A mass grave found near a castle in Lebanon bears the war-wounded bodies of European soldiers who perished in the Crusades – the medieval religious wars that hoped (and ultimately failed) to recover Jerusalem and “the Holy Land” from Islamic rule.
Much of what we know about the Crusades comes from historical texts and human remains found in Europe and the Middle East from the period. However, conflict-related mass grave sites such as this are hard to come by, so the researchers hope it could be used to uncover more about the tumultuous period of history.
As reported in the journal PLoS ONE, archeologists from Bournemouth University in the UK discovered the skeletal remains of at least 25 young men and teenage males not far from the ruins of Saint Louis Castle in Sidon, Lebanon.
The Crusades were a series of religious wars between Christians and Muslims started (ostensibly, at least) to secure control of holy sites considered sacred by both groups. Between 1096 and 1291 CE, the campaign dragged on through eight separate church-sanctioned expeditions, but the attempts of the Christian warriors' to “liberate” the Holy Land ultimately failed. While there's good evidence that some Crusaders ended up settling Near East and had relationships with the local people, it was a notoriously bloody few centuries along the Eastern Mediterranean coast, as these newly excavated bodies show.
DNA and isotope analyses of their teeth further confirmed that some of the men were born in Europe, indicating they were Christian Crusaders. Paired with this, the grave also contained a coin and belt buckles of clear European origin.
Radiocarbon dating of the bones suggests these soldiers died sometime during the 13th century CE. This was a time when Sidon was possessed by the European Crusaders after first being captured in 1110 CE after the First Crusade. Based on historical records and the dating of the bones, the researchers believe the soldiers died when the city of Sidon was destroyed by Mamluk troops in 1253 CE.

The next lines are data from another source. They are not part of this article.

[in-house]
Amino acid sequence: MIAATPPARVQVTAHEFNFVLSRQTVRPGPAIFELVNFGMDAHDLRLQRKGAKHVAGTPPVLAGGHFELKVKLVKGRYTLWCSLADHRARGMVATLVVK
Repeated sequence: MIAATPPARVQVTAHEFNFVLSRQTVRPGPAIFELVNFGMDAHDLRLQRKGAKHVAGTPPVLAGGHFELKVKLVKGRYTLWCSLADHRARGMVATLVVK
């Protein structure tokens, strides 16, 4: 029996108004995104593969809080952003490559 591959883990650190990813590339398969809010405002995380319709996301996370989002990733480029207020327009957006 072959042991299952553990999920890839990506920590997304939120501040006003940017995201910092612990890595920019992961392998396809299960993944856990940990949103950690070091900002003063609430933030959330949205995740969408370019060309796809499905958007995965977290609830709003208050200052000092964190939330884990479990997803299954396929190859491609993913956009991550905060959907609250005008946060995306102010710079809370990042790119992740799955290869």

“All the bodies were of teenage or adult males, indicating that they were combatants who fought in the battle when Sidon was attacked. When we found so many weapon injuries on the bones as we excavated them, I knew we had made a special discovery,” Dr Richard Mikulski, an archeologist at Bournemouth University who excavated and analyzed the skeletal at the Sidon site, said in a statement.
The team also managed to piece together the individuals’ bodies, revealing some of their horrific injuries and clearly showcasing the harsh realities of medieval warfare. Physical evidence on the bones suggests many died from weapon-related trauma following an attack on the city before their partially decomposed corpses were systematically cleared into a mass grave. Charring on some bones suggests there was some attempt to burn the bodies too.
The dating of the mass grave has also caught the interest of historians as it hints that maybe, just maybe, a very famous figure might have been associated with these bones.
“Crusader records tell us that King Louis IX of France was on crusade in the Holy Land at the time of the attack on Sidon in 1253,” explains Dr Piers Mitchell of the University of Cambridge, who was the crusader expert on the project. “He went to the city after the battle and personally helped to bury the rotting corpses in mass graves such as these. Wouldn’t it be amazing if King Louis himself had helped to bury these bodies?”